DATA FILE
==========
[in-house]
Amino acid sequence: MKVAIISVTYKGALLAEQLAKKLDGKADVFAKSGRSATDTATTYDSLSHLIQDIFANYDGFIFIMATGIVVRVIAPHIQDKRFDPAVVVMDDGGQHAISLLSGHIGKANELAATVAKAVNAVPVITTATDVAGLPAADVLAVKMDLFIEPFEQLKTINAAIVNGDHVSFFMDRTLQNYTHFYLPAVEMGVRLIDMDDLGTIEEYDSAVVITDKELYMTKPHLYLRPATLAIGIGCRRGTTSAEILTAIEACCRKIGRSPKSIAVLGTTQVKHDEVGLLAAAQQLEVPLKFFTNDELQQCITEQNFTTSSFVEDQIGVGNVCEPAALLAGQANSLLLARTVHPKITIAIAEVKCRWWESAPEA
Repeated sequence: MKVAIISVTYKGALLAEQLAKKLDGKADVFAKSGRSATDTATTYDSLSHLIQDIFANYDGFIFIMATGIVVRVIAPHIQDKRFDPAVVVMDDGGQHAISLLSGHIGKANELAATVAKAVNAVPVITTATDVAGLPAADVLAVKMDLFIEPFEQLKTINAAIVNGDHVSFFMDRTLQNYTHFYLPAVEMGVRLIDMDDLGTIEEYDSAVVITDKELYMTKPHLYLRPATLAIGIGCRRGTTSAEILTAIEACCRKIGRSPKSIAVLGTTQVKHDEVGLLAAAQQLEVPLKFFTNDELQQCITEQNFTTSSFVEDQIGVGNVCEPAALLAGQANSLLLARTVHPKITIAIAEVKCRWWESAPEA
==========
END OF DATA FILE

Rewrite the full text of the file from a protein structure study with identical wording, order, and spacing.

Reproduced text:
[in-house]
Amino acid sequence: MKVAIISVTYKGALLAEQLAKKLDGKADVFAKSGRSATDTATTYDSLSHLIQDIFANYDGFIFIMATGIVVRVIAPHIQDKRFDPAVVVMDDGGQHAISLLSGHIGKANELAATVAKAVNAVPVITTATDVAGLPAADVLAVKMDLFIEPFEQLKTINAAIVNGDHVSFFMDRTLQNYTHFYLPAVEMGVRLIDMDDLGTIEEYDSAVVITDKELYMTKPHLYLRPATLAIGIGCRRGTTSAEILTAIEACCRKIGRSPKSIAVLGTTQVKHDEVGLLAAAQQLEVPLKFFTNDELQQCITEQNFTTSSFVEDQIGVGNVCEPAALLAGQANSLLLARTVHPKITIAIAEVKCRWWESAPEA
Repeated sequence: MKVAIISVTYKGALLAEQLAKKLDGKADVFAKSGRSATDTATTYDSLSHLIQDIFANYDGFIFIMATGIVVRVIAPHIQDKRFDPAVVVMDDGGQHAISLLSGHIGKANELAATVAKAVNAVPVITTATDVAGLPAADVLAVKMDLFIEPFEQLKTINAAIVNGDHVSFFMDRTLQNYTHFYLPAVEMGVRLIDMDDLGTIEEYDSAVVITDKELYMTKPHLYLRPATLAIGIGCRRGTTSAEILTAIEACCRKIGRSPKSIAVLGTTQVKHDEVGLLAAAQQLEVPLKFFTNDELQQCITEQNFTTSSFVEDQIGVGNVCEPAALLAGQANSLLLARTVHPKITIAIAEVKCRWWESAPEA